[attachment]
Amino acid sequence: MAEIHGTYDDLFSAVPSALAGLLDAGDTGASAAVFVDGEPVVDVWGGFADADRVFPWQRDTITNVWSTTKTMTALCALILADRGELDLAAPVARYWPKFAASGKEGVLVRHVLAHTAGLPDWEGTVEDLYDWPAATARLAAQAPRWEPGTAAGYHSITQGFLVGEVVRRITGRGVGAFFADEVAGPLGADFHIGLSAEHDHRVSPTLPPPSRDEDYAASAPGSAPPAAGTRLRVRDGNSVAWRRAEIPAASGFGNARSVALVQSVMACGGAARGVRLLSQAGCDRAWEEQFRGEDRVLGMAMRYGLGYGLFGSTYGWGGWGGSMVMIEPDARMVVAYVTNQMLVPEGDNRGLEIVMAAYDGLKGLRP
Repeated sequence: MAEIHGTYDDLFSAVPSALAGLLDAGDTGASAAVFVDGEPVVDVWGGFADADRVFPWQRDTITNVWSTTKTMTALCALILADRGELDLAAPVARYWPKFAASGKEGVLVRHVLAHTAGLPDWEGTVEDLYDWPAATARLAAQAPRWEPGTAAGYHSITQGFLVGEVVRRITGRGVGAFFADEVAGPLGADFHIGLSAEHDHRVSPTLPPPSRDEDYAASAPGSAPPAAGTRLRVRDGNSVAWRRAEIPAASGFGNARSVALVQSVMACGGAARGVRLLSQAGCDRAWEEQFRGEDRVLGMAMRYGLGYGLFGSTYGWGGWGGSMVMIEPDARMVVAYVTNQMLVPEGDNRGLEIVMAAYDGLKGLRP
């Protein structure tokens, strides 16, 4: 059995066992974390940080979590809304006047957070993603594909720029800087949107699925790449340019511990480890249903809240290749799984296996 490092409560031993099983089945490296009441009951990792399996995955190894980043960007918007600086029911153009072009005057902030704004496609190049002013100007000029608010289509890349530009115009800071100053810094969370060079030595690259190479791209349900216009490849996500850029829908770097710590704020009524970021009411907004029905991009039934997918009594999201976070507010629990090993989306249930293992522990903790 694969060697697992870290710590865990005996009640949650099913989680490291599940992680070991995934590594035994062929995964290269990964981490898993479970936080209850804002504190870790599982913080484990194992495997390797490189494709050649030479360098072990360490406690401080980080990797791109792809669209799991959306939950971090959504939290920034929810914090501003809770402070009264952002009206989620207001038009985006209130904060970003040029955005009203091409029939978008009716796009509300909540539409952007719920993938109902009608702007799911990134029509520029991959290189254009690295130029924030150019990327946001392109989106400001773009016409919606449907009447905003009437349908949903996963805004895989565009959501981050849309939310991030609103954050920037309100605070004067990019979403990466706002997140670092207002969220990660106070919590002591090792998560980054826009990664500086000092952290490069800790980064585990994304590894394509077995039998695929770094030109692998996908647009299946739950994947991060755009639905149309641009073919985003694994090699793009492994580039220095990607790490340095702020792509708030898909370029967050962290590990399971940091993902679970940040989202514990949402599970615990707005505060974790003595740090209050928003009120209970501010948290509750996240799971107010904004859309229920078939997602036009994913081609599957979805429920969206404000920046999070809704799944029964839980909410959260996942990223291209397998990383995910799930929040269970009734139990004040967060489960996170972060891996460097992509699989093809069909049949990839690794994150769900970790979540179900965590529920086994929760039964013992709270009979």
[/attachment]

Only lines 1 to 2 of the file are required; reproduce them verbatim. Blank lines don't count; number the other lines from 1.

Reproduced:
Amino acid sequence: MAEIHGTYDDLFSAVPSALAGLLDAGDTGASAAVFVDGEPVVDVWGGFADADRVFPWQRDTITNVWSTTKTMTALCALILADRGELDLAAPVARYWPKFAASGKEGVLVRHVLAHTAGLPDWEGTVEDLYDWPAATARLAAQAPRWEPGTAAGYHSITQGFLVGEVVRRITGRGVGAFFADEVAGPLGADFHIGLSAEHDHRVSPTLPPPSRDEDYAASAPGSAPPAAGTRLRVRDGNSVAWRRAEIPAASGFGNARSVALVQSVMACGGAARGVRLLSQAGCDRAWEEQFRGEDRVLGMAMRYGLGYGLFGSTYGWGGWGGSMVMIEPDARMVVAYVTNQMLVPEGDNRGLEIVMAAYDGLKGLRP
Repeated sequence: MAEIHGTYDDLFSAVPSALAGLLDAGDTGASAAVFVDGEPVVDVWGGFADADRVFPWQRDTITNVWSTTKTMTALCALILADRGELDLAAPVARYWPKFAASGKEGVLVRHVLAHTAGLPDWEGTVEDLYDWPAATARLAAQAPRWEPGTAAGYHSITQGFLVGEVVRRITGRGVGAFFADEVAGPLGADFHIGLSAEHDHRVSPTLPPPSRDEDYAASAPGSAPPAAGTRLRVRDGNSVAWRRAEIPAASGFGNARSVALVQSVMACGGAARGVRLLSQAGCDRAWEEQFRGEDRVLGMAMRYGLGYGLFGSTYGWGGWGGSMVMIEPDARMVVAYVTNQMLVPEGDNRGLEIVMAAYDGLKGLRP